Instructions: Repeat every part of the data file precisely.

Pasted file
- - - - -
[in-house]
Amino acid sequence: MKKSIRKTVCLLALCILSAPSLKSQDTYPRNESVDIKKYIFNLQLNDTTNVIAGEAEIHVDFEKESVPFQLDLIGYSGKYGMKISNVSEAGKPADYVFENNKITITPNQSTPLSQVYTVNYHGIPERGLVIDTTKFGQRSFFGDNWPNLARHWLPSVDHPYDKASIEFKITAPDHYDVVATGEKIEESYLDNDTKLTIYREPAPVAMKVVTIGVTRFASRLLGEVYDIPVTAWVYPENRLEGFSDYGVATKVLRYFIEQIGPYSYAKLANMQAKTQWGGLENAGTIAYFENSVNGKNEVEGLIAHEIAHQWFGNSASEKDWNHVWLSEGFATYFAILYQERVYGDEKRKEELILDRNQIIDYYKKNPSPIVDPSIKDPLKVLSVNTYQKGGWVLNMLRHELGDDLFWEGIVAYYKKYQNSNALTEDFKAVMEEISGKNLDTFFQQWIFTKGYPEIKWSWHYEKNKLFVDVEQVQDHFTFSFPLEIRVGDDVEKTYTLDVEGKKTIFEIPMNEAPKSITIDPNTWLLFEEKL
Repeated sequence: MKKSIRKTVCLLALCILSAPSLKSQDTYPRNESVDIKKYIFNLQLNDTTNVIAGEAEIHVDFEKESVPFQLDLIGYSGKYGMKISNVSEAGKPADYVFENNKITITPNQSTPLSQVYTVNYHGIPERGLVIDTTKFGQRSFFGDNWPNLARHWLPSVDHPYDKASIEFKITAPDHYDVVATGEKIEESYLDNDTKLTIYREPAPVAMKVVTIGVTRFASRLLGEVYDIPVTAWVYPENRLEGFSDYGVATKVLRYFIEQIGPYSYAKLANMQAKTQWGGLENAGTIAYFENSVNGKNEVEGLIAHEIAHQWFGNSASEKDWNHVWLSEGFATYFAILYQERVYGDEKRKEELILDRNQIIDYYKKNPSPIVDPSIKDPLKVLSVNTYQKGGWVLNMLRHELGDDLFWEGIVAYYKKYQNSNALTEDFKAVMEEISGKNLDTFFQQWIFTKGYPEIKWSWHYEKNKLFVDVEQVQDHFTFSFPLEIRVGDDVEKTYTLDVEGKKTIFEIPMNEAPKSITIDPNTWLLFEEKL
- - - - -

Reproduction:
[in-house]
Amino acid sequence: MKKSIRKTVCLLALCILSAPSLKSQDTYPRNESVDIKKYIFNLQLNDTTNVIAGEAEIHVDFEKESVPFQLDLIGYSGKYGMKISNVSEAGKPADYVFENNKITITPNQSTPLSQVYTVNYHGIPERGLVIDTTKFGQRSFFGDNWPNLARHWLPSVDHPYDKASIEFKITAPDHYDVVATGEKIEESYLDNDTKLTIYREPAPVAMKVVTIGVTRFASRLLGEVYDIPVTAWVYPENRLEGFSDYGVATKVLRYFIEQIGPYSYAKLANMQAKTQWGGLENAGTIAYFENSVNGKNEVEGLIAHEIAHQWFGNSASEKDWNHVWLSEGFATYFAILYQERVYGDEKRKEELILDRNQIIDYYKKNPSPIVDPSIKDPLKVLSVNTYQKGGWVLNMLRHELGDDLFWEGIVAYYKKYQNSNALTEDFKAVMEEISGKNLDTFFQQWIFTKGYPEIKWSWHYEKNKLFVDVEQVQDHFTFSFPLEIRVGDDVEKTYTLDVEGKKTIFEIPMNEAPKSITIDPNTWLLFEEKL
Repeated sequence: MKKSIRKTVCLLALCILSAPSLKSQDTYPRNESVDIKKYIFNLQLNDTTNVIAGEAEIHVDFEKESVPFQLDLIGYSGKYGMKISNVSEAGKPADYVFENNKITITPNQSTPLSQVYTVNYHGIPERGLVIDTTKFGQRSFFGDNWPNLARHWLPSVDHPYDKASIEFKITAPDHYDVVATGEKIEESYLDNDTKLTIYREPAPVAMKVVTIGVTRFASRLLGEVYDIPVTAWVYPENRLEGFSDYGVATKVLRYFIEQIGPYSYAKLANMQAKTQWGGLENAGTIAYFENSVNGKNEVEGLIAHEIAHQWFGNSASEKDWNHVWLSEGFATYFAILYQERVYGDEKRKEELILDRNQIIDYYKKNPSPIVDPSIKDPLKVLSVNTYQKGGWVLNMLRHELGDDLFWEGIVAYYKKYQNSNALTEDFKAVMEEISGKNLDTFFQQWIFTKGYPEIKWSWHYEKNKLFVDVEQVQDHFTFSFPLEIRVGDDVEKTYTLDVEGKKTIFEIPMNEAPKSITIDPNTWLLFEEKL